The bird was small, very small, in my reconstruction it reaches a length of only 7,5 cm, this size, however, is of course depending on the length of its tail feathers, which unfortunately are not preserved in any of the known specimens. I’ve reconstructed the bird with a rather short tail, which may some day turn out to be completely wrong, who knows.
The feet corresponded to the typical scheme of recent passerine birds, i.e. they have three toes pointed forward and one towards the back. However, the feet appear to have been facultative or semi-zygodactyl, which in turn means, in simple terms, the first toe usually pointed forwards, but could be held backward when needed.
The genus/species cannot be assigned to any living bird family, not even an order, but is now known to belong to the extended Passeriformes-orbit, which in addition to the passerine birds also includes the falcons (Falconiformes) and the parrots (Psittaciformes). In fact it is now known to have been a member of the extinct family Psittacopedidae, that apparently also contains other unusual genera like Morsoravis, Psittacopes and the recently described, very interesting Eofringillirostrum and probably others too.
Finally, it should be mentioned that this bird was not a dwarf spoonbill, as claimed by a certain person. 😉
 Gerald Mayr: Pumiliornis tessellatus n. gen. n. sp., a new enigmatic bird from the Middle Eocene of Grube Messel (Hessen, Germany). Courier Forschungsinstitut Senckenberg. 216: 75-83. 1999  Daniel T. Ksepka; Lance Grande; Gerald Mayr: Oldest finch-beaked birds reveal parallel ecological radiations in the earliest evolution of Passerines. Current Biology 29: 1-7. 2019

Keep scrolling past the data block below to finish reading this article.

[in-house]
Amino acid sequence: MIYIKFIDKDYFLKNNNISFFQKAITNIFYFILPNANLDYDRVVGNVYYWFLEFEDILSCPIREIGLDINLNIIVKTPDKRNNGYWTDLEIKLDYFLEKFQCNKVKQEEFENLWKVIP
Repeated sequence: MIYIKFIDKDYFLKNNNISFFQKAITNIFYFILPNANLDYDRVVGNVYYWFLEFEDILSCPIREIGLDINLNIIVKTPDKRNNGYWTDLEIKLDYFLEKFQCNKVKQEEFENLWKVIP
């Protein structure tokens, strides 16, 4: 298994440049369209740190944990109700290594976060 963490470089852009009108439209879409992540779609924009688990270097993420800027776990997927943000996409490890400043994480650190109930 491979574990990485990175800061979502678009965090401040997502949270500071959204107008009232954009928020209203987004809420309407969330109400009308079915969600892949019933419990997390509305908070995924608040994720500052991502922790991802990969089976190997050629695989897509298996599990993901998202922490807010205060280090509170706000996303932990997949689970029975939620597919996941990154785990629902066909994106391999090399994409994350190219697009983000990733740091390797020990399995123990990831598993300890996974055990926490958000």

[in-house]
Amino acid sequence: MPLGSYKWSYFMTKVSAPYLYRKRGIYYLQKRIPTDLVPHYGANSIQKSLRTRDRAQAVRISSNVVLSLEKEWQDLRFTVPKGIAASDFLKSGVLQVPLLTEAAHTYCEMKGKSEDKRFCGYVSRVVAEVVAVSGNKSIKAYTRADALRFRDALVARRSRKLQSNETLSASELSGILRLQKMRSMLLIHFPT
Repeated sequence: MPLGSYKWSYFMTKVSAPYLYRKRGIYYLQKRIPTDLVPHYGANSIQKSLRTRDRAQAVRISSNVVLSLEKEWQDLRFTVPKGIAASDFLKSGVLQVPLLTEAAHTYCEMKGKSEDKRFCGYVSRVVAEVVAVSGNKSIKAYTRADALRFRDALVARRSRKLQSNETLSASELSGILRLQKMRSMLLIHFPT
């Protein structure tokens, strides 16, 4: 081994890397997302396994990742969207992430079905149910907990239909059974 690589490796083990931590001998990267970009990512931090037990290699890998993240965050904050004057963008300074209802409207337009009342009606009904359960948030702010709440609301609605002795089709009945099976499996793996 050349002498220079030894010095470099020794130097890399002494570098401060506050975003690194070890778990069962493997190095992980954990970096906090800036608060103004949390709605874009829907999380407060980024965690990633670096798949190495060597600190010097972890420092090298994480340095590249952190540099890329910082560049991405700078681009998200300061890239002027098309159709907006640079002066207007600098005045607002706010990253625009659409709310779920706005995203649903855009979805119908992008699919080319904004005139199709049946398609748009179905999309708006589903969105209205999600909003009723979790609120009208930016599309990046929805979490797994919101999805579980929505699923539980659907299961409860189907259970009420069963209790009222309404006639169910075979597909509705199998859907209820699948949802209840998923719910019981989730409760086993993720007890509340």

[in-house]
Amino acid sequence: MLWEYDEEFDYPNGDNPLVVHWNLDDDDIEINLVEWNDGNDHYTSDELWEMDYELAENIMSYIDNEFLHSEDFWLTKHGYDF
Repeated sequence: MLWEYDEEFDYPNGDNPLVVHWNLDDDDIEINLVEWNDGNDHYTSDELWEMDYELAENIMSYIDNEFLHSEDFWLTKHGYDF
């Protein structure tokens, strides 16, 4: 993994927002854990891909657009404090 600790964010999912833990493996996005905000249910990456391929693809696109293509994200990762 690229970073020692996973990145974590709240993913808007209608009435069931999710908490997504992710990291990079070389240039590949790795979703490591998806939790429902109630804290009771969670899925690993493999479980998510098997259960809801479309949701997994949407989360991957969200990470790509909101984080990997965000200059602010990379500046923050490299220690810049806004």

When this tiny creature was first described it was thought to represent some parent form of the parrot order, however, it later  was reinvestigated and is now placed near the Passeriformes … near them, not among or in between them!
My reconstruction is life sized, the bird here is nearly 12 cm long, the feathers, however, are not known, so are completely speculative!
 Gerald Mayr: A reassessment of Eocene parrotlike fossils indicates a previously undetected radiation of zygodactyl stem group representatives of passerines (Passeriformes). Zoologica Scripta 44(6): 587–602. 2015
This bird was described in 2010, it was then thought to be somehow related to the Charadriiformes respectively to the Charadriiformes “orbit”, later it was assumed to belong in some kind of relationship with other likewise “well-known” birds like Eocuculus cherpinae (Chandler), or Pumiliornis tessellatus Mayr.
The reconstruction shows a tiny bird, some 12 cm long, with a sharp-pointed beak and a quite long neck, such a bird would have needed long tail feathers to stabilize its body – so I just gave it a long tail, cause the feathers are not preserved in the Fur Formation birds.
So here is how all begins, some cut-out bone drawings put together, lines made with a pencil etc..:
The final result is a quite life-like bird, maybe I got enough time to make a real painting, with colors and so on ….:
 Sara Bertelli; Bent K. Lindow; Gareth J. Dyke; Luis M. Chiappe: A well-preserved ‘charadriform-like’ fossil bird from the Early Eocene Fur Formation of Denmark. Paleontology 53(3): 507-531. 2010  Gerald Mayr: On the osteology and phylogenetic affinitis of Morsoravis sedilis (Aves) from the early Eocene Fur Formation of Denmark. Bulletin of the Geological Society of Denmark 59: 23-35. 2011